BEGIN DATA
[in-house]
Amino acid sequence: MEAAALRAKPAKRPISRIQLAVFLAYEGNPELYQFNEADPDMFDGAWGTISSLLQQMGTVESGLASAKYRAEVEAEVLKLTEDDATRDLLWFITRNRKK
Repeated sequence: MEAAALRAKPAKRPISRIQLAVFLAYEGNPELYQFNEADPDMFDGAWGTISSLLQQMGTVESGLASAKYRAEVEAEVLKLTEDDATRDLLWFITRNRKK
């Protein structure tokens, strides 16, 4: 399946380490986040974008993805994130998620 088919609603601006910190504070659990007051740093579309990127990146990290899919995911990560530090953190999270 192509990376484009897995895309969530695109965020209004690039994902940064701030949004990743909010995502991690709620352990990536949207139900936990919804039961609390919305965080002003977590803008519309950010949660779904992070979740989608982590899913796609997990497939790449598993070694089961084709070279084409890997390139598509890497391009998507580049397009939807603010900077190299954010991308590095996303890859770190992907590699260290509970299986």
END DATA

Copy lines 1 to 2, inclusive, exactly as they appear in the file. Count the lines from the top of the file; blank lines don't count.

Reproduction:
[in-house]
Amino acid sequence: MEAAALRAKPAKRPISRIQLAVFLAYEGNPELYQFNEADPDMFDGAWGTISSLLQQMGTVESGLASAKYRAEVEAEVLKLTEDDATRDLLWFITRNRKK